“Violence is the race for the eye.”
— Master Derrick Farwell
When he was a young Marine, Derrick sought effective hand-to-hand combat training, going where stories of ass-kicking and dread reputation led. One night he ended up in a dingy Karate studio; the instructor was a Vietnam-era Marine from Okinawa, a compact, no-nonsense man versed in the stunning language of fists and feet. That same night a much larger, and thoroughly drunk man, came in and challenged the instructor to a fight in front of his students. The instructor demurred, and tried to get the man to leave. But he would have none of it, and so the instructor took him up on his offer with a blow to the solar plexus. They folded to the ground and began rolling, rolling, until suddenly the larger man screamed, leaped to his feet and fled the school with his hands pressed to his face. Meanwhile, below the look of grim satisfaction, the instructor’s gi was spattered with the big man’s blood.
Derrick credits this moment as a turning point in his training — not because he learned some cool new “go-to” move or an inspirational Bruce Lee quote — but because of a simple truth: the one who gets it right first wins. It’s not what you think you know or how you look doing it — what happened inside that ball of chaos didn’t remotely resemble a magazine photoshoot Karate technique — it was a mess, figuratively and literally. But it was a mess that made a difference.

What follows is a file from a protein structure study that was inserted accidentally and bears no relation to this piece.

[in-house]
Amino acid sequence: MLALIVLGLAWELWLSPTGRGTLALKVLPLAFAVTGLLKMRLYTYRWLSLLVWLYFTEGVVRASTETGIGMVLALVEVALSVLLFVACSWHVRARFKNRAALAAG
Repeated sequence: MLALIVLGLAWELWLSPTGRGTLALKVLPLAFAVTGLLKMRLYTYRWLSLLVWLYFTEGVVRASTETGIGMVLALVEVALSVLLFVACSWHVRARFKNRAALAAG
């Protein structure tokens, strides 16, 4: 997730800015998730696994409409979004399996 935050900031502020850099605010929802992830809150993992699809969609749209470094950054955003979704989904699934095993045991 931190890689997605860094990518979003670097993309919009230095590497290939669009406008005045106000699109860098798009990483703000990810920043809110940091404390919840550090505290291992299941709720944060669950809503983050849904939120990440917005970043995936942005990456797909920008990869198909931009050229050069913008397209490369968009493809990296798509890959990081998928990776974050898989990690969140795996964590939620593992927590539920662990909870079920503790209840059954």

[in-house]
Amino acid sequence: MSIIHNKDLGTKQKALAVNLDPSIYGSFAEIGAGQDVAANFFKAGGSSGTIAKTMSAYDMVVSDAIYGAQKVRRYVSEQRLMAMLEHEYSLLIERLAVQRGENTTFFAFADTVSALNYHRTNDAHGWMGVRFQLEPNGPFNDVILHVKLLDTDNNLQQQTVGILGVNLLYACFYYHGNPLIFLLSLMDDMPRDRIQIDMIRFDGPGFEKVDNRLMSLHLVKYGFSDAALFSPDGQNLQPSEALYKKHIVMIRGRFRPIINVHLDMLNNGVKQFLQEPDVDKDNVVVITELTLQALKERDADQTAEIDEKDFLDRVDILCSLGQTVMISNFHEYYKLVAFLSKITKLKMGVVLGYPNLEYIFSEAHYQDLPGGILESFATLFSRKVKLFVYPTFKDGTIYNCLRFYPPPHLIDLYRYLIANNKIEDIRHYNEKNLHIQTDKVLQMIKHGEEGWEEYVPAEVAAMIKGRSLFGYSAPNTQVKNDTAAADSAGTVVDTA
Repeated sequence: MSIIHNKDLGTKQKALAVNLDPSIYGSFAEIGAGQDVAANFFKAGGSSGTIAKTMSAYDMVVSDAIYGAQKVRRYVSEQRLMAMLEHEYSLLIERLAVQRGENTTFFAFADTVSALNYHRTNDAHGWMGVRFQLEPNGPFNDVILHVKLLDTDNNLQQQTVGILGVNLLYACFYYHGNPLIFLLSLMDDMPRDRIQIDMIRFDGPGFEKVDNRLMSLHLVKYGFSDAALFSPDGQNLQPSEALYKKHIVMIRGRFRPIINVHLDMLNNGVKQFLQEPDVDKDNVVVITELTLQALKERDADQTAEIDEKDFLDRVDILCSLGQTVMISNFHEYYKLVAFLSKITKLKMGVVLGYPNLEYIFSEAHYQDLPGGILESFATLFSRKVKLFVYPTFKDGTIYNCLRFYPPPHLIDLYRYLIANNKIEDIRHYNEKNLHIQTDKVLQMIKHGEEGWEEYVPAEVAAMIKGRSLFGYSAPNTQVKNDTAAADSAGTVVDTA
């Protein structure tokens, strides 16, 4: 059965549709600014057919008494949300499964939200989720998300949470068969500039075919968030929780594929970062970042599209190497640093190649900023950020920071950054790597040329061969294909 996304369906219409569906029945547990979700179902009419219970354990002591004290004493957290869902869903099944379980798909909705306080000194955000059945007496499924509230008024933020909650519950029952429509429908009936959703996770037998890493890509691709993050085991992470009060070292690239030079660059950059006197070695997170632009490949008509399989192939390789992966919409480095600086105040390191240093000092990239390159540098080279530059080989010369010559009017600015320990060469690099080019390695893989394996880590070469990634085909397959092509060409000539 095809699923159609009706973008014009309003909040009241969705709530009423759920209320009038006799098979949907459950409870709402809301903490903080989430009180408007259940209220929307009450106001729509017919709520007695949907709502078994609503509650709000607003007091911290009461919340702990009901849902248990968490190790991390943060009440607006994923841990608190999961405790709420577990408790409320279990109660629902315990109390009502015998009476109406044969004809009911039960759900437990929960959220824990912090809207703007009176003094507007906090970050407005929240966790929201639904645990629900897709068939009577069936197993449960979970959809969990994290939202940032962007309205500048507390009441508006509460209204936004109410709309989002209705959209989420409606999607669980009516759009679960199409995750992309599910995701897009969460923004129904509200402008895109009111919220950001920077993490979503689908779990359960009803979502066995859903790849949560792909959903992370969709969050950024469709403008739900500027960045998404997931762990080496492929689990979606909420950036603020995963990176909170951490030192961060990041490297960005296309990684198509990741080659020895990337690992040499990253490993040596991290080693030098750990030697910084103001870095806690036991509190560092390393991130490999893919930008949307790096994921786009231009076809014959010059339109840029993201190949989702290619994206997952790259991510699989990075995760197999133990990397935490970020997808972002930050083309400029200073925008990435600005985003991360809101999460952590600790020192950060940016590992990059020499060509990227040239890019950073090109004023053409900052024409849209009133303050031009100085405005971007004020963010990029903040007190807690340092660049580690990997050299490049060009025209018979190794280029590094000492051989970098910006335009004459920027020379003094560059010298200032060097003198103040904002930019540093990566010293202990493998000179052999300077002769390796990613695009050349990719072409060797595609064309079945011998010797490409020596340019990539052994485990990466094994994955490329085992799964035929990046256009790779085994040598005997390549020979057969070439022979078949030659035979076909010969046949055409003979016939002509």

From that moment on Derrick would only listen to instructors whose training was a physical reflection of that awful truth.
This is why we will always speak plainly about our work — training people to use violence as a survival tool — and not waste anyone’s time with the expected and socially acceptable euphemisms of self-defense, self-protection, etc., etc. (Euphemisms that impose a potentially lethal drag on the needs of action. All language surrounding a thing tells the story of where you see yourself in that thing. Ask yourself: During your attempted murder, do you want to “defend yourself” or “attack and injure”?) We seek to communicate with those who know or sense this truth, and who feel something vital is missing in their current physical application.
It’s one thing to say, “When things get serious, go for the eye,” and another to spend every mat session doing what those words actually mean. We set foot on the mats assuming we’re already at maximum “serious” — we get straight to it… and make sure the blind man gets a broken leg and a head injury for good measure. Violence isn’t a contest or a game, and we assume the loser gets set on fire.
Training like this has two effects on behavior:
1. We will do everything in our power to avoid violence if we have a choice, and
2. We will do everything in our power to finish it first if we don’t.
If violence is the race for the eye, we’re going to cheat by starting at the finish line. Anything less is betting your life that the other person is nicer than you are.
— Chris Ranck-Buhr